As I read beyond the first chapters in which the conditions in the 'Magdalene' laundries were explained, and Philomena lost her son, I became increasingly disappointed at the way the book focused mainly on Michael's - as he became - dysfunctional relationship with his overbearing, autocratic adoptive father. I did like the way the character of his 'sister' Mary was highlighted, the closeness with his adoptive uncle and later on, his political career as it developed - especially knowing that these are historical facts.

However as the book went on, it seemed to focus more and more - unnecessarily in my view - on Michael's homosexuality and his endless exploits, in far too great a detail, while Philomena completely disappeared; we have no idea how her life developed once she left Ross Crea so it was certainly not 'a book in two halves'. Also I was really puzzled by detailed and private conversations allegedly taking place between two people who are - both! - long dead.

I admit, having got halfway through the 450 pages and become a little exasperated at the lack of expected storyline, to having flipped to the end to see where things were headed, and I have not actually finished it yet. But having got as far as I did, I will read to the end although I now have very limited expectations of the story I regarded as presumably being more balanced, accurate and detailed, since it was the basis for the film.

There are still a few elements in the film that jar with me - among other things Mary's character, which does not gel with how she develops in the book, and Philomena's alleged ready acceptance of her son's homosexuality (I believe she's even portrayed as having recognised it in him before he was grown up, when she never saw him again after he was taken away at age 3).

I will be most interested to read the film-related book, if only to see where the principle "why should we let facts stand in the way of a dramatic story?" has been applied!
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2 of 2 people found the following review helpful
on 4 January 2015
I read the book after having seen the film. This is a very sad story and I have to say that the book was much better than the film and I never read books! As the film was not a true depiction of events I wanted to know the true story. I think that in a story of this nature, based on recent historical facts and real people, it is rather unfair for the film to display the "artistic licence" that it did. If the film had stuck to the true story it could have been wonderful. I could not put the book down and would highly recommend it. The film did not , in my opinion, do justice to the true story. My heart goes out to Philomena and her family, and to Mike's partner who seems to have been a kind soul.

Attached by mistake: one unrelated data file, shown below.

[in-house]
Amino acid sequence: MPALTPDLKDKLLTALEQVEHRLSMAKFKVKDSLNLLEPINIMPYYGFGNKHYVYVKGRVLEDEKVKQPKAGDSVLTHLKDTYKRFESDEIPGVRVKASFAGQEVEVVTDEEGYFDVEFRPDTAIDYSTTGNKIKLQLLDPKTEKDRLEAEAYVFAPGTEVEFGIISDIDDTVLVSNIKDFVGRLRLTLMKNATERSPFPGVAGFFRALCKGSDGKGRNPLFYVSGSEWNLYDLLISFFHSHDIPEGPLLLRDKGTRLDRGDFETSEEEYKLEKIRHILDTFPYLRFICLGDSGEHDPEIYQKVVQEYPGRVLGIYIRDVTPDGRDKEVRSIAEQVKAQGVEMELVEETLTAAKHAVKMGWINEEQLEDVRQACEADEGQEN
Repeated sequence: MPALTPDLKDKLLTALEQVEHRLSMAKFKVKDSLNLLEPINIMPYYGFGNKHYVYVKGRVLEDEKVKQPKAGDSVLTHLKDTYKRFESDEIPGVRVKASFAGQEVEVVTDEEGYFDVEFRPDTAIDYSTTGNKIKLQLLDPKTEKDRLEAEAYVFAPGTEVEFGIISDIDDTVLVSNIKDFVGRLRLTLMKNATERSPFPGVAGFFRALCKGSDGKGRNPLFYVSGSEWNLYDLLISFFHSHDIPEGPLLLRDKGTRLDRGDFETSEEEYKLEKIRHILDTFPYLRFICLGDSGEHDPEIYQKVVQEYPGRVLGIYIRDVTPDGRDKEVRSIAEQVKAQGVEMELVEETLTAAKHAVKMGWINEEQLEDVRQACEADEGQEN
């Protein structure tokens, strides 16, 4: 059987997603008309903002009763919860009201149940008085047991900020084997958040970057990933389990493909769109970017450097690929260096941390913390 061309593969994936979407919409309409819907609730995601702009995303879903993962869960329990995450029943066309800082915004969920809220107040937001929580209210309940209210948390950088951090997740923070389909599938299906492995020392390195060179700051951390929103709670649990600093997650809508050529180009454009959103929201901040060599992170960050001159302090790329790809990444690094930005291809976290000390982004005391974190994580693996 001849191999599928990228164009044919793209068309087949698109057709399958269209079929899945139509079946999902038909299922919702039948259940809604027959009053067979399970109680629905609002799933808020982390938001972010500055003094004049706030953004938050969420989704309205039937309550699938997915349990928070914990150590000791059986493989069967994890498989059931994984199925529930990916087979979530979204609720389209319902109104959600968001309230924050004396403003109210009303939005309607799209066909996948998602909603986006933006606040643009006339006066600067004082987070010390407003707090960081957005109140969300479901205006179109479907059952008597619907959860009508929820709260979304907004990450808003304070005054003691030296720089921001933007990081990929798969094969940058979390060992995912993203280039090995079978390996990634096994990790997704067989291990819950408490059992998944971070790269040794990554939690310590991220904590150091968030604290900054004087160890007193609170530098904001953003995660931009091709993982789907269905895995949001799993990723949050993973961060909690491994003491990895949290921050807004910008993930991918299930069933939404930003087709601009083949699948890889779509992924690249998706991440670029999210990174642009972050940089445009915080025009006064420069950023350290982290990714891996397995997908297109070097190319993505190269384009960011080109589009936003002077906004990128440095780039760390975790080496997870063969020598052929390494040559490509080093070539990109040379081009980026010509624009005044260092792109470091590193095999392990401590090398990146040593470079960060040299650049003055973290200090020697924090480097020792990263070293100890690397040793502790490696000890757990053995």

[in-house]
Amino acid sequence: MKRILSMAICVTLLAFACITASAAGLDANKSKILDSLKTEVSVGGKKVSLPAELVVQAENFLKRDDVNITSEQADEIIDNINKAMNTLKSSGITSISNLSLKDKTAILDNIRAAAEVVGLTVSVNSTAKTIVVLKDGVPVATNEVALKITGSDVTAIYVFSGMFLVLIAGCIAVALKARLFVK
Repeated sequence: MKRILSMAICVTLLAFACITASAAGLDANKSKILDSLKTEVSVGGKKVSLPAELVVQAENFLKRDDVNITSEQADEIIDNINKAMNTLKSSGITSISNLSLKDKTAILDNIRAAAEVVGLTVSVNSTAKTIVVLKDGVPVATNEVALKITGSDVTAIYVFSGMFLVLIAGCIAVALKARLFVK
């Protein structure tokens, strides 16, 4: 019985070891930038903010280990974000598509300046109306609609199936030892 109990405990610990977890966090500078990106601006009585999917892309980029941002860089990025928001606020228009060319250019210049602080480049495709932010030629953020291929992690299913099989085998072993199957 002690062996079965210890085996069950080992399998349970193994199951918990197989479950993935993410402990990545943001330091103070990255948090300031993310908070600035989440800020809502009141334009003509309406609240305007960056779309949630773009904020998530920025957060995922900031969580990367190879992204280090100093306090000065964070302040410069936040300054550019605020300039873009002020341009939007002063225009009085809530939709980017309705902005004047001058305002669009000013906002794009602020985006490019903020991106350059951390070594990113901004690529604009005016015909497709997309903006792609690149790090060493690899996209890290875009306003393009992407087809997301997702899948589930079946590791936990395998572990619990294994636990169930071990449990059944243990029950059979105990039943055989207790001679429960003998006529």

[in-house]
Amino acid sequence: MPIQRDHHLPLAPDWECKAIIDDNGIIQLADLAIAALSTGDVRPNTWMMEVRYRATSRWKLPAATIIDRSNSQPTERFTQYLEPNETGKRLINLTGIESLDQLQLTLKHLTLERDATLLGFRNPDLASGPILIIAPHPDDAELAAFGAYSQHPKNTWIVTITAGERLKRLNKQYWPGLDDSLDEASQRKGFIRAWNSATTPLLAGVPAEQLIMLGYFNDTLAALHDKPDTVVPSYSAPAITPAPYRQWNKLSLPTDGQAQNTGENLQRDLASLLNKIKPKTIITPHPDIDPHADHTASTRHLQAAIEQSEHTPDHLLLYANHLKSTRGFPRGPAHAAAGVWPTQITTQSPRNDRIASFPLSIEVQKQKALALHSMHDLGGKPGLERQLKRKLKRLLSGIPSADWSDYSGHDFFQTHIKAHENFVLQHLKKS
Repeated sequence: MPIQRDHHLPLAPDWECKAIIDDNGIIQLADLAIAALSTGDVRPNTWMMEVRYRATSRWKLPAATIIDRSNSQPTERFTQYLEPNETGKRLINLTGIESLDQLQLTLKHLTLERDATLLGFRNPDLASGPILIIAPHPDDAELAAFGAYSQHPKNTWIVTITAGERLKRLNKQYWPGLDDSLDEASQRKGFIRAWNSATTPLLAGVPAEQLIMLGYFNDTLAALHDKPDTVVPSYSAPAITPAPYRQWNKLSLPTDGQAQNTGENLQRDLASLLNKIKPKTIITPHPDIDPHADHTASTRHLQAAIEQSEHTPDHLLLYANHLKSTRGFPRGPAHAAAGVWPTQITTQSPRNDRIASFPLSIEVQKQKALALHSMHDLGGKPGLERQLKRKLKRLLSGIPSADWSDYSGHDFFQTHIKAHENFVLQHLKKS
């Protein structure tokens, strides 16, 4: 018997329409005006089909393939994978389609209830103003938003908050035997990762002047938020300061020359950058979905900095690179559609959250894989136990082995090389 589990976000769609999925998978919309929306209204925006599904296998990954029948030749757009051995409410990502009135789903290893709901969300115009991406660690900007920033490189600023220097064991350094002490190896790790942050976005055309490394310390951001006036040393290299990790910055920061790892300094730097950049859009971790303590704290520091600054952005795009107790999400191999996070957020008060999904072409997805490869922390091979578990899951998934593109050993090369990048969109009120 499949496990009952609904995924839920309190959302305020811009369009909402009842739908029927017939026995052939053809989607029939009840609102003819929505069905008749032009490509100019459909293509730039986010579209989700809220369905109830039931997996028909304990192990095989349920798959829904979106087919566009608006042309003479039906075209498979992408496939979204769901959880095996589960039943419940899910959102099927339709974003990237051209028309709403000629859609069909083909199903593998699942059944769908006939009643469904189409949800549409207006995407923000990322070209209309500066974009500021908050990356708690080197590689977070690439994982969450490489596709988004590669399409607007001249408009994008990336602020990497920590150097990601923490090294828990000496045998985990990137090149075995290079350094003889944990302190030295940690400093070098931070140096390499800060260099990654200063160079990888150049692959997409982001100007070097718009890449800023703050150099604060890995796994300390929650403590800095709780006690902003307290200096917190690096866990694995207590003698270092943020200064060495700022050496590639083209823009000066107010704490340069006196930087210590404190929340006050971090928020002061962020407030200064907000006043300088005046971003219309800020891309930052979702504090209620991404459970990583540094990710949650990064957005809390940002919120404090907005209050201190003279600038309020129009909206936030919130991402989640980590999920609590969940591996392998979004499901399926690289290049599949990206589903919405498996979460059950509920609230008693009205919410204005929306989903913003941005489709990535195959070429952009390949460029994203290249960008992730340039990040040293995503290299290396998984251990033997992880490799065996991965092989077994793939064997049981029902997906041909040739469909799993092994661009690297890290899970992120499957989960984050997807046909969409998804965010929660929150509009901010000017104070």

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60 of 69 people found the following review helpful
on 21 April 2010
This is a fascinating and harrowing account of a son who was essentially stolen from his mother by the Catholic nuns, and handed over to a 'good Catholic family' in America.

Unlike other books on this subject which are written mostly in memoir form, Martin Sixsmith's book is written as a novel and allows us the reader to meet lots more characters than just mother and son.

Martin Sixsmith's research is painstakingly accurate and includes some excellent background information into the Catholic Church's power and influence in the 1950s and also opens a window to us the reader as to why the government of the time (De Veleras) allowed the Church to wield so much power, and allowed the Church to treat 'fallen women' and their children in such a cruel and terrible way.

Once Michael, Philomena's son, leaves Ireland bound for his new home and adoptive family, we follow his story right through his difficult childhood to rising to the dizzy heights of Chief Counsel for the Republican Party in the Regan/Bush era.

During this time, Michael searches for his mother, and she for him.

As the book is written in the structure and format of a novel, the reader is treated to a variety of characters, views, opinions and again a unique insight to the workings of the US President's office and his powerful legal team.

But ultimately, this is a tragic story of a mother loosing her much loved son, and his mother.

Martin Sixsmith writes beautifully, and it's clear from the very beginning that he cares for his characters - even those we find difficult to like.

This isn't a story/book about the Catholic Church's abuses in Ireland.

It's much more than that. This is a story about Ireland in the 1950s/60s and the Church's treatment of unmarried mothers and their children;

a story about homophobia in the US and the lack of intervention or support of the US Administration for AIDS sufferers in the 1980s/90s;

of a closet gay man working for a homopobhic employer (the US government at the time) and a story of how trying to reconcile his past with his present ultimately destroyed him - and of a mother who has never forgotten her little boy who was taken from him in such a cruel and cold way.